How technology is helping overcome AML challenges
While the challenges abound and complexity continues to increase, thankfully the technology advancement in the last decade is empowering the banks with new tools to tackle the menace.
1. Ability to process large data on the fly: With the advancement incomputing ability, storage capacity and big data analytics,largetransaction sets can now be screened in real time and in a cost-effective manner. As per the reports, the new age chips have reached a level of processing 1.78 trillion instructions per second.This is critical considering banks have a small window to provide Go No-go authorisation as more and more transactions are now required to be processed in real time. Even the postfacto analysis of historical datacan be done much faster and with multiple variables in a much larger data set.Banks need not be restricted by the sample-based checks.
2. Better Data visualisation:The biggest spin-off of the advancement in analytics is the improvement in data visualisationtools. With theadvanced graphical representations, the compliance teams and senior management can see comprehensive dashboards derived from the large amount of transaction data. These tools not only improve visualisation and identifying patterns but are also interactive, thereby enabling deeper data mining and querying capabilities.This helps identifyinterlinkages between accounts, which were otherwise hidden under layers of multiple entities and simply overwhelmed the system.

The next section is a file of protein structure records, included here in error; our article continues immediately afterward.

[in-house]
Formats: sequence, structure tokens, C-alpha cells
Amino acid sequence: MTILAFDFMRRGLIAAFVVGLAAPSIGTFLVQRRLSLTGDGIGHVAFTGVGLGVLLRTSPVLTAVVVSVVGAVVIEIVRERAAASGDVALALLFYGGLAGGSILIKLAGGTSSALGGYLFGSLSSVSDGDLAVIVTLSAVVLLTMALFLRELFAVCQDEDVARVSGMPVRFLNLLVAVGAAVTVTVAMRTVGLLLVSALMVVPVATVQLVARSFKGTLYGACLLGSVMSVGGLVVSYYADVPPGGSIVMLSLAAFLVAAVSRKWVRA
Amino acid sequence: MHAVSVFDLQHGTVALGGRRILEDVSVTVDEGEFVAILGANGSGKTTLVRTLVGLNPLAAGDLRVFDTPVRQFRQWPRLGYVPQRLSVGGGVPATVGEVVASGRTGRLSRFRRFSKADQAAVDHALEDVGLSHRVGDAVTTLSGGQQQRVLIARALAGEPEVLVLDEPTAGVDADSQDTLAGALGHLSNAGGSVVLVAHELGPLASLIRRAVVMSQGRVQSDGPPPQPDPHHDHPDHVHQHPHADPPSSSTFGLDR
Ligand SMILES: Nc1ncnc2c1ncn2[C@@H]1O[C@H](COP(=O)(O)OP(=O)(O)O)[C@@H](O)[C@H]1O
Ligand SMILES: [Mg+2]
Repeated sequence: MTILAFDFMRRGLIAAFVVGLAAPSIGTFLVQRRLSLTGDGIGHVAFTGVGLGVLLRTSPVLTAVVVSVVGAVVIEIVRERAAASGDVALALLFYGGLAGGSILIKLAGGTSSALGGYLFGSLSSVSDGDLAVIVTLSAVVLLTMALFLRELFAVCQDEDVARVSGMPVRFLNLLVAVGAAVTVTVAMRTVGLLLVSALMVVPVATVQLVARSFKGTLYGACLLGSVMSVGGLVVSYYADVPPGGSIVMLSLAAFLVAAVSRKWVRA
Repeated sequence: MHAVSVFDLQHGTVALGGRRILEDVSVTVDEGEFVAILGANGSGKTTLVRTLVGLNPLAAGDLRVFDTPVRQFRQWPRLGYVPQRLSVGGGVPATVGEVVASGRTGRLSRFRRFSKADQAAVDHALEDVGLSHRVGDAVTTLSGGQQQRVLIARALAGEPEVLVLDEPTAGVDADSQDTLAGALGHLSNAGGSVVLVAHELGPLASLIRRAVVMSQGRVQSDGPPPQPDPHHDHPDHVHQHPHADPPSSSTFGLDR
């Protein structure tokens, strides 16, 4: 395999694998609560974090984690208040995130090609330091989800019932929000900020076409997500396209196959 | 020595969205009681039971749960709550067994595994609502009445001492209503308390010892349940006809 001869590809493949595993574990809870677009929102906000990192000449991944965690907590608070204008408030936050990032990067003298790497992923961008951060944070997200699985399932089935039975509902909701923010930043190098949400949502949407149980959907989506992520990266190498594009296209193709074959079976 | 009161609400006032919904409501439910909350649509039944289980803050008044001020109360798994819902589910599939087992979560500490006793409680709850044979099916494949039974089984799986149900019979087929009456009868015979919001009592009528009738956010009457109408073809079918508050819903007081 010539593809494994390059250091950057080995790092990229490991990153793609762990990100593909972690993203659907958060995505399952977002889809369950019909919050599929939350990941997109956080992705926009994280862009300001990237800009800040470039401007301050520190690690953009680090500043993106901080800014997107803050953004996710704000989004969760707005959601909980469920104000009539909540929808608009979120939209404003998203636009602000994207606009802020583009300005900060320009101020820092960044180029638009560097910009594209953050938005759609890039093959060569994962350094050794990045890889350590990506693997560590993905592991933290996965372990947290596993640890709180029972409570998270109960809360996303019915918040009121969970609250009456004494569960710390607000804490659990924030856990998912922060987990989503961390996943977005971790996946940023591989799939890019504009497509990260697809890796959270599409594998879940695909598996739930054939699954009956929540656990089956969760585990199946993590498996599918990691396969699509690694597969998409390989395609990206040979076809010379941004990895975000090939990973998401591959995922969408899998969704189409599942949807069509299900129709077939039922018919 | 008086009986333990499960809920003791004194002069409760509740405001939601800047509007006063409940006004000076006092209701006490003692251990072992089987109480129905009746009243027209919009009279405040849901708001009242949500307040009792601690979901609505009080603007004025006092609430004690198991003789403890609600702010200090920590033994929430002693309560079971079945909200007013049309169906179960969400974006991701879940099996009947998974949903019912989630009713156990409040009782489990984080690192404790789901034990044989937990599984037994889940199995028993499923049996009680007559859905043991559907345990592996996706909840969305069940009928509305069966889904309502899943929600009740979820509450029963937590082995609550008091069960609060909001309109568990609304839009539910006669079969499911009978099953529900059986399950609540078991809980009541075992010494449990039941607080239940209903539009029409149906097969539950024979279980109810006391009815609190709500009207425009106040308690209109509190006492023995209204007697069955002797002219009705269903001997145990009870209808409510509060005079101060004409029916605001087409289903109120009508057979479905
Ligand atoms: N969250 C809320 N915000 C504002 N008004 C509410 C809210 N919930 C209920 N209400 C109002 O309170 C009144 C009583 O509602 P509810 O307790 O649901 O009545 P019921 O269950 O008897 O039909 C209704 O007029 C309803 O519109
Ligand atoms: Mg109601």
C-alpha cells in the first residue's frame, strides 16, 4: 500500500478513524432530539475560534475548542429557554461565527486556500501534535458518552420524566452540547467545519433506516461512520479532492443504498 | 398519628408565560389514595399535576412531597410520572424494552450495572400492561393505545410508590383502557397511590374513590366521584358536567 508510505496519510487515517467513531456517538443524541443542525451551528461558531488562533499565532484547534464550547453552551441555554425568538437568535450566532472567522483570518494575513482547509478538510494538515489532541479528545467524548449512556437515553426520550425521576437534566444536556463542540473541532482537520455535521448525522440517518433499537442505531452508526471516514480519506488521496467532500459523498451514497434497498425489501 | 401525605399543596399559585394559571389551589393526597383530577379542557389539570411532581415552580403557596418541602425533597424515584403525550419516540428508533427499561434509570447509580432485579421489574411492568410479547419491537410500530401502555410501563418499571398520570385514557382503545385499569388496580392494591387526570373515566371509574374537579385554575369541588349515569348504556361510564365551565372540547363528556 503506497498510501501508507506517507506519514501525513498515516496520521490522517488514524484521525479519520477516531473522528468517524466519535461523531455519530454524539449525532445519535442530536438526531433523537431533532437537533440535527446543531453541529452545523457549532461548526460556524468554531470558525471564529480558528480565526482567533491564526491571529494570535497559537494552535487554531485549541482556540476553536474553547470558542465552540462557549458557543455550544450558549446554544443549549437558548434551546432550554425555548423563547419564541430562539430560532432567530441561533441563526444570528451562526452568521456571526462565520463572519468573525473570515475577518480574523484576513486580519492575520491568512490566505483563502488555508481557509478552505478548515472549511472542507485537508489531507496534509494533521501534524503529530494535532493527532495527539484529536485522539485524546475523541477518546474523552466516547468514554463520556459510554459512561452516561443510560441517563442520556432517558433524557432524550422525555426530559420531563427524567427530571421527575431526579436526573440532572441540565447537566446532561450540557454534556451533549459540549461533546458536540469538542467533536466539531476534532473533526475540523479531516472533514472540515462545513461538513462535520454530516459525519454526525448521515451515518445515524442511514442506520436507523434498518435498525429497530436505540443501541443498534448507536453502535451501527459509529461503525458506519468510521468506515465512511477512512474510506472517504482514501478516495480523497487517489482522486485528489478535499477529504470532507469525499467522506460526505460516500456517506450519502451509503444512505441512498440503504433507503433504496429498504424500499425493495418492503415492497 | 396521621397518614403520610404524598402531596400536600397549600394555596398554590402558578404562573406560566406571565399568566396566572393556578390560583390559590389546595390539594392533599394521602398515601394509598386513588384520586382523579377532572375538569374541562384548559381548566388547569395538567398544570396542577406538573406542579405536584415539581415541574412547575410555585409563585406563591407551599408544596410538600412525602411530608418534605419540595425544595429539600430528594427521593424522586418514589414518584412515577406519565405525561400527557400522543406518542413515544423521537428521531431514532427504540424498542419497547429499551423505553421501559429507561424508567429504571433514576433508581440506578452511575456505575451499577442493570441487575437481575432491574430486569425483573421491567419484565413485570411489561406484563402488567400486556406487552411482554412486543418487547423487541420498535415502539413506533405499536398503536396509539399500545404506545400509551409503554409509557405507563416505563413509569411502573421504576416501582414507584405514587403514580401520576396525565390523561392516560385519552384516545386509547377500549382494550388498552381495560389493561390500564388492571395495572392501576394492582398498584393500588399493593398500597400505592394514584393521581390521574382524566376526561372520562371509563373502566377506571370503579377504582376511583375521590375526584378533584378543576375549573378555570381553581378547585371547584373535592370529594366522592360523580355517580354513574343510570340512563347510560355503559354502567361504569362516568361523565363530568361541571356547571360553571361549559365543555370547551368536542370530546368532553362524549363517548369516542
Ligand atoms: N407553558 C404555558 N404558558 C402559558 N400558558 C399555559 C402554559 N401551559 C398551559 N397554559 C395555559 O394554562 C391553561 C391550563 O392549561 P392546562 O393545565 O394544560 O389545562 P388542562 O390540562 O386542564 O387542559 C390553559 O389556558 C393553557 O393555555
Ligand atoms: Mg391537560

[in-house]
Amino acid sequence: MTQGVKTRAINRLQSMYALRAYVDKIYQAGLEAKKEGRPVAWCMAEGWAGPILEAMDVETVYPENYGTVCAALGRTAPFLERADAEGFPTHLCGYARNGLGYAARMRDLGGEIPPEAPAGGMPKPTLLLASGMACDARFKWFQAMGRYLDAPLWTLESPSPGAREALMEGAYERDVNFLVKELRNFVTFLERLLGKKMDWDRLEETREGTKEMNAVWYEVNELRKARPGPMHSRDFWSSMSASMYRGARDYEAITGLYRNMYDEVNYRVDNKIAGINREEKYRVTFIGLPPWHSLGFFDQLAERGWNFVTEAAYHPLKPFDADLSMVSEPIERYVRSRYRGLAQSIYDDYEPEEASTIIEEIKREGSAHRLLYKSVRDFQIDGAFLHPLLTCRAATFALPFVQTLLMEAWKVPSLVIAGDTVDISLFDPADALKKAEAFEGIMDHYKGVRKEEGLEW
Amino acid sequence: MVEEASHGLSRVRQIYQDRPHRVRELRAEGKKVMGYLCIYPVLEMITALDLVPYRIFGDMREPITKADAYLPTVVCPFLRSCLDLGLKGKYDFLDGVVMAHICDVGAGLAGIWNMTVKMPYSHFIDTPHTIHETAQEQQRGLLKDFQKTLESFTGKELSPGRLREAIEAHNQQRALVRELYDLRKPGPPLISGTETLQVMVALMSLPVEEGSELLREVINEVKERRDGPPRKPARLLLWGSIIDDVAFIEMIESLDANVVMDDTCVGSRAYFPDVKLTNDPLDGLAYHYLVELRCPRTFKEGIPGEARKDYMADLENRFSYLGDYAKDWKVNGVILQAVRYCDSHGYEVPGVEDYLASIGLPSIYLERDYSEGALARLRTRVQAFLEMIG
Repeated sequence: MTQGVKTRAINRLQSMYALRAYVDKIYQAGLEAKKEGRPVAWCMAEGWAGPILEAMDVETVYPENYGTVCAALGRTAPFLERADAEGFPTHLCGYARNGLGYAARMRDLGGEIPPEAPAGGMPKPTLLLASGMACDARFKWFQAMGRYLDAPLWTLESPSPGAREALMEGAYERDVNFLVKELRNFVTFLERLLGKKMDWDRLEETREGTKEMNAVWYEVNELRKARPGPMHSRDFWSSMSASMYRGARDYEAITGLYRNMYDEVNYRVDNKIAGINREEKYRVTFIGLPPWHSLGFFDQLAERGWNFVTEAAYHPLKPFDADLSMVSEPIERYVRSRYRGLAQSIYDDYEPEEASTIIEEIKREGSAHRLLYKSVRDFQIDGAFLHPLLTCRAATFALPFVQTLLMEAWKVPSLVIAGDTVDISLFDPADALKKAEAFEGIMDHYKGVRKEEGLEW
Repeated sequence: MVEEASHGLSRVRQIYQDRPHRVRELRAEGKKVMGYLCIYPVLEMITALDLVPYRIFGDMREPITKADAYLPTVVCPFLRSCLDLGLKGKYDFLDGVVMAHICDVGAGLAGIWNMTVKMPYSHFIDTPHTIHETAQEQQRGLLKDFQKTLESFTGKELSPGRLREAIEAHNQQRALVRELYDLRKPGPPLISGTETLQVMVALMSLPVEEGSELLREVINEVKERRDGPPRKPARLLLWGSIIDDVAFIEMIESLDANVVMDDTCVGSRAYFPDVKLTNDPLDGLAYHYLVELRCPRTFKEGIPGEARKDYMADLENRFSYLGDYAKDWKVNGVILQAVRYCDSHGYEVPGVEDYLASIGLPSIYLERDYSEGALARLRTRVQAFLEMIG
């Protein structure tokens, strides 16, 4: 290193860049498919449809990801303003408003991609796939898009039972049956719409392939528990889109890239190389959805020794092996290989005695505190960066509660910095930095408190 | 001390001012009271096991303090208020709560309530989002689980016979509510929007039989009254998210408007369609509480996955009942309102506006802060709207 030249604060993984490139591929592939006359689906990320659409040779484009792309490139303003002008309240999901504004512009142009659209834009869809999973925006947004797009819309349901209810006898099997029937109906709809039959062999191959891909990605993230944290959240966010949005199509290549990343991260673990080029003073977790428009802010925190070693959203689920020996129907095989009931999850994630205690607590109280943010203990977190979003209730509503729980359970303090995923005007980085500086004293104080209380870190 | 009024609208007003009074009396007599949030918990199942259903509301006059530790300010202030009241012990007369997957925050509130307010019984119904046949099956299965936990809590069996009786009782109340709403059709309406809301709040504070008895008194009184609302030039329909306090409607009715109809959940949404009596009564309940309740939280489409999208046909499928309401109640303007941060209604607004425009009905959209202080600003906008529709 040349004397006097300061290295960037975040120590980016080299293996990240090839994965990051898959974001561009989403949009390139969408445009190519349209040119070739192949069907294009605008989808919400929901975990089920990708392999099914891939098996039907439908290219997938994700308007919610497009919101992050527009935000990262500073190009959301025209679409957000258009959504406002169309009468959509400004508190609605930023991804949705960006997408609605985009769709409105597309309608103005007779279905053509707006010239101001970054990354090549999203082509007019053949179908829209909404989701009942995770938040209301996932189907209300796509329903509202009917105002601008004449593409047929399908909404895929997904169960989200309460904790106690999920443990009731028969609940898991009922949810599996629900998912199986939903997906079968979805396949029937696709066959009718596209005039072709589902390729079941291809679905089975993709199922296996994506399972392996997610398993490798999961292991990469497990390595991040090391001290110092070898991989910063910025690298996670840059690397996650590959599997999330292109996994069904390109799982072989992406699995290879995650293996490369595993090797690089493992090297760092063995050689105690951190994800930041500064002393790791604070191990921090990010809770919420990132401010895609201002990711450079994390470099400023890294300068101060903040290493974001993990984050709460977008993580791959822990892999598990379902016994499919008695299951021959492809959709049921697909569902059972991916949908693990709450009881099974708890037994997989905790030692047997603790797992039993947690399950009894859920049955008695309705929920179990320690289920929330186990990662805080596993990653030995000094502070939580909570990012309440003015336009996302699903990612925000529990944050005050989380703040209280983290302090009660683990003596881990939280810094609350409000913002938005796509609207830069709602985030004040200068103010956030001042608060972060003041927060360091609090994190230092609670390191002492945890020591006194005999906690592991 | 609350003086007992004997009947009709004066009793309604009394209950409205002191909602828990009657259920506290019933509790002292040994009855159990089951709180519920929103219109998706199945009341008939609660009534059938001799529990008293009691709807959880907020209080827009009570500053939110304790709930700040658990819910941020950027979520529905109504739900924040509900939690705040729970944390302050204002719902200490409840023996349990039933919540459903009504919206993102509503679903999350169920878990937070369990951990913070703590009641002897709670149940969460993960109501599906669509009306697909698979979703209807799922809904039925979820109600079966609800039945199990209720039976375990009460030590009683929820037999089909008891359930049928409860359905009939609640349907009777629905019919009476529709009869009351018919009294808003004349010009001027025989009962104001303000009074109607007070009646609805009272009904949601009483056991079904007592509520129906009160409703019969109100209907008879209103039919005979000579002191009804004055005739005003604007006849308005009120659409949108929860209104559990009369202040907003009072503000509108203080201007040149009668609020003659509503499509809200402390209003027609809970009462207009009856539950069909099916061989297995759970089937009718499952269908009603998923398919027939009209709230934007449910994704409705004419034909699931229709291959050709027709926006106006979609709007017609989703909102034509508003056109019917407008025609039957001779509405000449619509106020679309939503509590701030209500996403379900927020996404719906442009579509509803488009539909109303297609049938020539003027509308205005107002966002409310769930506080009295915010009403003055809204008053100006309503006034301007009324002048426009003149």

3. Predictivemodelling: The advancement in statistical modelling toolsis helping banks to proactively identify the problem areas.The clustering techniques bring the capability to easily modulate a multi-dimensional data.For example, proximity analysis may indicate thatseemingly unrelated entities in the same locality may really be a case of layering. Using such tools, banks can red flag geographical, demographic or transactional clusters.As machine learning improves, the response timesreduce and system becomesincreasingly better as more data is fed in. With further advancement in neural networks and Artificial Intelligence, these AML systemswill go beyond anomaly identification and acquire the ability to accuratelyjudge the probability of transaction being genuine or fraudulent/laundering.
4. Unstructured data assessment and Behavioural profiling:The negative fall out of the growth of internet has been the loss of privacy. Every time you are on web, you leave a trace. This is true even for the criminals who use various facades to layer their organisation, linkages and assets. A variety of tools are now available toanalyse social media and web feeds, perform text analytics or assess call centre records. These off-the-record inputs help build a behavioural profile of the customer and bring better predictability to AMLsystems.